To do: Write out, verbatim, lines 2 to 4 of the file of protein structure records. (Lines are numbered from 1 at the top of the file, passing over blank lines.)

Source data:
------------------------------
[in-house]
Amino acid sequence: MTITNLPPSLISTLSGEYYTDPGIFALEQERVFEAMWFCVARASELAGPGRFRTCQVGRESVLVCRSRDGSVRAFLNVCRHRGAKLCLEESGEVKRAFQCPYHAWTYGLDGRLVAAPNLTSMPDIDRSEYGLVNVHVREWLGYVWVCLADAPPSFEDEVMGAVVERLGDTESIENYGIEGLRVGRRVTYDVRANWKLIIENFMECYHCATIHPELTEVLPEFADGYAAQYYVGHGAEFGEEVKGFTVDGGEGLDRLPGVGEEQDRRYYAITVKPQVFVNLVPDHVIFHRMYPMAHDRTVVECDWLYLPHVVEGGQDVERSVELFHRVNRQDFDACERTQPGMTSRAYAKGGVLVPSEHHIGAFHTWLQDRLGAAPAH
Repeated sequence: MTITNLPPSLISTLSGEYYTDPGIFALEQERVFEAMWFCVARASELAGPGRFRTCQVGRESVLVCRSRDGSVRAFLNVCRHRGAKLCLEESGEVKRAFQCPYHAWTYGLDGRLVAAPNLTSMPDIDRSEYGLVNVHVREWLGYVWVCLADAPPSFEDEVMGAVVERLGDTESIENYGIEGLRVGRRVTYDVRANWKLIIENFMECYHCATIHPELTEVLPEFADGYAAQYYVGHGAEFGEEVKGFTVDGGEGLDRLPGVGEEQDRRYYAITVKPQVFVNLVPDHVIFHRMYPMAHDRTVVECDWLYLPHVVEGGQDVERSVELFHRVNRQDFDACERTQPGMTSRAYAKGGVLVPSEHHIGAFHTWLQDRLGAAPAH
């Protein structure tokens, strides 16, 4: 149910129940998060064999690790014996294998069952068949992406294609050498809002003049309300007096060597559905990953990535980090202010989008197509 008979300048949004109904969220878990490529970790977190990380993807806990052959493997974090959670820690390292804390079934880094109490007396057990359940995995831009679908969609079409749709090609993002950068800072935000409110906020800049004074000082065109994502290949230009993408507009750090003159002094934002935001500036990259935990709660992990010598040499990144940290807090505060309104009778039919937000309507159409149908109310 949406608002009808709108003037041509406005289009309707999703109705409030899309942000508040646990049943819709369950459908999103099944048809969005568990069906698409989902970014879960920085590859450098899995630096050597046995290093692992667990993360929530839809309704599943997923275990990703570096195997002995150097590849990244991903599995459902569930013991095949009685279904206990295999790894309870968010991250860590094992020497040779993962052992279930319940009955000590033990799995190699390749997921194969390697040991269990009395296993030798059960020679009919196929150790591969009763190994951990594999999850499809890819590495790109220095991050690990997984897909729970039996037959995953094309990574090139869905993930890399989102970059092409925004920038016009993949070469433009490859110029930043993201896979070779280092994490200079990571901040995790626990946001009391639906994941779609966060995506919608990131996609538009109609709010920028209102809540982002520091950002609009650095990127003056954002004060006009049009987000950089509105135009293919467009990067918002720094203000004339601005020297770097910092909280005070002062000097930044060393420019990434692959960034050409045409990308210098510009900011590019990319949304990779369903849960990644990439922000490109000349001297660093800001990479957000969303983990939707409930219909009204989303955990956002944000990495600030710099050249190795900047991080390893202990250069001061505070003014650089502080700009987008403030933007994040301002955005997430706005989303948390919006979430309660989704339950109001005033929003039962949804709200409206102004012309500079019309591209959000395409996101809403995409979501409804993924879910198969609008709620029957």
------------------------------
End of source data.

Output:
Amino acid sequence: MTITNLPPSLISTLSGEYYTDPGIFALEQERVFEAMWFCVARASELAGPGRFRTCQVGRESVLVCRSRDGSVRAFLNVCRHRGAKLCLEESGEVKRAFQCPYHAWTYGLDGRLVAAPNLTSMPDIDRSEYGLVNVHVREWLGYVWVCLADAPPSFEDEVMGAVVERLGDTESIENYGIEGLRVGRRVTYDVRANWKLIIENFMECYHCATIHPELTEVLPEFADGYAAQYYVGHGAEFGEEVKGFTVDGGEGLDRLPGVGEEQDRRYYAITVKPQVFVNLVPDHVIFHRMYPMAHDRTVVECDWLYLPHVVEGGQDVERSVELFHRVNRQDFDACERTQPGMTSRAYAKGGVLVPSEHHIGAFHTWLQDRLGAAPAH
Repeated sequence: MTITNLPPSLISTLSGEYYTDPGIFALEQERVFEAMWFCVARASELAGPGRFRTCQVGRESVLVCRSRDGSVRAFLNVCRHRGAKLCLEESGEVKRAFQCPYHAWTYGLDGRLVAAPNLTSMPDIDRSEYGLVNVHVREWLGYVWVCLADAPPSFEDEVMGAVVERLGDTESIENYGIEGLRVGRRVTYDVRANWKLIIENFMECYHCATIHPELTEVLPEFADGYAAQYYVGHGAEFGEEVKGFTVDGGEGLDRLPGVGEEQDRRYYAITVKPQVFVNLVPDHVIFHRMYPMAHDRTVVECDWLYLPHVVEGGQDVERSVELFHRVNRQDFDACERTQPGMTSRAYAKGGVLVPSEHHIGAFHTWLQDRLGAAPAH
């Protein structure tokens, strides 16, 4: 149910129940998060064999690790014996294998069952068949992406294609050498809002003049309300007096060597559905990953990535980090202010989008197509 008979300048949004109904969220878990490529970790977190990380993807806990052959493997974090959670820690390292804390079934880094109490007396057990359940995995831009679908969609079409749709090609993002950068800072935000409110906020800049004074000082065109994502290949230009993408507009750090003159002094934002935001500036990259935990709660992990010598040499990144940290807090505060309104009778039919937000309507159409149908109310 949406608002009808709108003037041509406005289009309707999703109705409030899309942000508040646990049943819709369950459908999103099944048809969005568990069906698409989902970014879960920085590859450098899995630096050597046995290093692992667990993360929530839809309704599943997923275990990703570096195997002995150097590849990244991903599995459902569930013991095949009685279904206990295999790894309870968010991250860590094992020497040779993962052992279930319940009955000590033990799995190699390749997921194969390697040991269990009395296993030798059960020679009919196929150790591969009763190994951990594999999850499809890819590495790109220095991050690990997984897909729970039996037959995953094309990574090139869905993930890399989102970059092409925004920038016009993949070469433009490859110029930043993201896979070779280092994490200079990571901040995790626990946001009391639906994941779609966060995506919608990131996609538009109609709010920028209102809540982002520091950002609009650095990127003056954002004060006009049009987000950089509105135009293919467009990067918002720094203000004339601005020297770097910092909280005070002062000097930044060393420019990434692959960034050409045409990308210098510009900011590019990319949304990779369903849960990644990439922000490109000349001297660093800001990479957000969303983990939707409930219909009204989303955990956002944000990495600030710099050249190795900047991080390893202990250069001061505070003014650089502080700009987008403030933007994040301002955005997430706005989303948390919006979430309660989704339950109001005033929003039962949804709200409206102004012309500079019309591209959000395409996101809403995409979501409804993924879910198969609008709620029957």